3. Gale Sayers:
Jim Brown was able to maintain a full body of work despite retiring early. Sadly enough, Sayers was not. He could have joined Brown as one the greatest NFL running backs ever. Ultimately, he may already be there even though he was forced into retirement quite early.
The “Kansas Comet” stormed into the NFL by winning the NFL Rookie of the Year award in 1965. He led the league in rushing yards twice. Sayers had five First-team All-Pros selections and four Pro Bowl appearances. A serious knee injury to his right knee in 1968 followed by one to his left knee in 1970 sapped much of his speed. Sayers attempted to come back in 1971 but injured his ankle. He retired before the 1972 regular season. Sayers’ career technically lasted seven seasons but it was truly only around five full seasons. He had 4,956 rushing yards and 39 touchdowns, adding 3,17 more return yards for another eight touchdowns.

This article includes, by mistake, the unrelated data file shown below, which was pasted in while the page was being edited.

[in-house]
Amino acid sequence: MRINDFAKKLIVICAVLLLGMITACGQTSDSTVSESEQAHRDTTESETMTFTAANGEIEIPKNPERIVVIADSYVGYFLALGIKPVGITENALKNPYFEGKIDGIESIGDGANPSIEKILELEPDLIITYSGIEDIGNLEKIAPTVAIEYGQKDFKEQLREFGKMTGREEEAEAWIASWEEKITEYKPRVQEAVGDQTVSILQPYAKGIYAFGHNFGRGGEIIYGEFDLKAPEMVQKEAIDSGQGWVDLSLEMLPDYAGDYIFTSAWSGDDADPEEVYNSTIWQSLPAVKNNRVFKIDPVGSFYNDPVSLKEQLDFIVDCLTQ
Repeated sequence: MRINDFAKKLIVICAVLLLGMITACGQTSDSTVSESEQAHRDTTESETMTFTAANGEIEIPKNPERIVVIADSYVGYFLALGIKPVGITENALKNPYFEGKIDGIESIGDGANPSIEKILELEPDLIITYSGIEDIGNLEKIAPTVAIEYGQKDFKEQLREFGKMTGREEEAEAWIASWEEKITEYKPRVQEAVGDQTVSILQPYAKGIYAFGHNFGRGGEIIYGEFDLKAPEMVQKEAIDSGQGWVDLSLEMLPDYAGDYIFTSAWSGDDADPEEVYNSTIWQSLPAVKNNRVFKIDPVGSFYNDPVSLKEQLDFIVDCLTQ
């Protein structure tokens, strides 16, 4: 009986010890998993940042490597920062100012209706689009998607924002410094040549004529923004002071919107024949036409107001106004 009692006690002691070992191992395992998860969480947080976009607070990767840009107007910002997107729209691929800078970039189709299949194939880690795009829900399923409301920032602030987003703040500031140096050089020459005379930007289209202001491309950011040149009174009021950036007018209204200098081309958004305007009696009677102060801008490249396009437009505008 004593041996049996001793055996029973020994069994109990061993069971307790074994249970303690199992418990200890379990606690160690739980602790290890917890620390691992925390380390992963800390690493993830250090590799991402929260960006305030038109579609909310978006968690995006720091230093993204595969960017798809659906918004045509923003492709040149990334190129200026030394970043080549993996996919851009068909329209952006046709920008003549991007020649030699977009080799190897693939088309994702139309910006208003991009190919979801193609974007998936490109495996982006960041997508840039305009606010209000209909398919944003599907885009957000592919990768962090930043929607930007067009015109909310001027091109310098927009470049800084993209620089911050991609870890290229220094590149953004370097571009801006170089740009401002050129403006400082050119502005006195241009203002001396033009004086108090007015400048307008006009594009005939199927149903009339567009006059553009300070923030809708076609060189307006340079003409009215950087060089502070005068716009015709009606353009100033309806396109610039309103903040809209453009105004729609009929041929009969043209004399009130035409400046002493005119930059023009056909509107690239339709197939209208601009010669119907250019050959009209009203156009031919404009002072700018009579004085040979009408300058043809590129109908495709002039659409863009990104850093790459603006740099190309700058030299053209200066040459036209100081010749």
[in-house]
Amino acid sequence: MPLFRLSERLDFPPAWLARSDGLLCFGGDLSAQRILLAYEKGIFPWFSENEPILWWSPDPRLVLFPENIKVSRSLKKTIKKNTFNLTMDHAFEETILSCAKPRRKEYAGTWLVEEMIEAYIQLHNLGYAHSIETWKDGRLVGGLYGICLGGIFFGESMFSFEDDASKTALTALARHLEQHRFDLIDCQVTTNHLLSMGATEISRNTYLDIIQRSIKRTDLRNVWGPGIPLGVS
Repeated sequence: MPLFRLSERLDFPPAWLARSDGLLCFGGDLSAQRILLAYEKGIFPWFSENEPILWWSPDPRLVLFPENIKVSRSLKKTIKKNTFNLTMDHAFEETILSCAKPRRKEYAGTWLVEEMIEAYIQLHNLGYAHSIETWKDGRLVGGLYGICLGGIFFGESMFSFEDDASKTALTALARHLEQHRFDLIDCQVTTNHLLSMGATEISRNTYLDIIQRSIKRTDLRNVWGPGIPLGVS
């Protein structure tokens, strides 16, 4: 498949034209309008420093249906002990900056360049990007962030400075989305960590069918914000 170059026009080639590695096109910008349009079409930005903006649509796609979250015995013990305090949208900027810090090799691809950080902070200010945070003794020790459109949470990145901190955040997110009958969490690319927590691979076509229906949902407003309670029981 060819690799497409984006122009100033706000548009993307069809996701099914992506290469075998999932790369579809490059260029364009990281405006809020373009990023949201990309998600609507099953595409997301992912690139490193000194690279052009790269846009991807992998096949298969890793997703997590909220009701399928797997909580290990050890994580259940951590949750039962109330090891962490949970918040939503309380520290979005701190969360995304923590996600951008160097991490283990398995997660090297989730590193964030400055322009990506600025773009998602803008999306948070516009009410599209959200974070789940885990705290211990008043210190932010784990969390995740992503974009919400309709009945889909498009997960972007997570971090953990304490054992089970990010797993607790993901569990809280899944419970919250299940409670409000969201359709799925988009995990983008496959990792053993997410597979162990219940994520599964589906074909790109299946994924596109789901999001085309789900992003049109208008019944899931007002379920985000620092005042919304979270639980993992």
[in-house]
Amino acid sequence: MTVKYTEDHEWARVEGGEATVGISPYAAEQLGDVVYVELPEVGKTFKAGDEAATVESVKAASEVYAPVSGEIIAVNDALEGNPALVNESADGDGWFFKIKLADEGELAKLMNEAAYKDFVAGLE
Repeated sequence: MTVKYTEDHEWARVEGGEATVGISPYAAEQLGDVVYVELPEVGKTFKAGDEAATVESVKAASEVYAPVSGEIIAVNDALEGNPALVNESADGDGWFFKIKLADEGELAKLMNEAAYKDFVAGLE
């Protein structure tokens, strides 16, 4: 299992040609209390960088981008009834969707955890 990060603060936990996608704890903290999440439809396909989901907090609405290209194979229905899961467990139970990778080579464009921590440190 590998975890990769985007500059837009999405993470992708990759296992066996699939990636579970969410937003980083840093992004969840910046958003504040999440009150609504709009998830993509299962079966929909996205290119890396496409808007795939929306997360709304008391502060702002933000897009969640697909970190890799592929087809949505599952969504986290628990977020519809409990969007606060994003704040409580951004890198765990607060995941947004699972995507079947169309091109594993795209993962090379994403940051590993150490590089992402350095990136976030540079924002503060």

Sayers became one of the all-time greats in only five years, showing how talented he truly was. Fans never got to see what his career could have been. His story is one of the toughest based on his potential.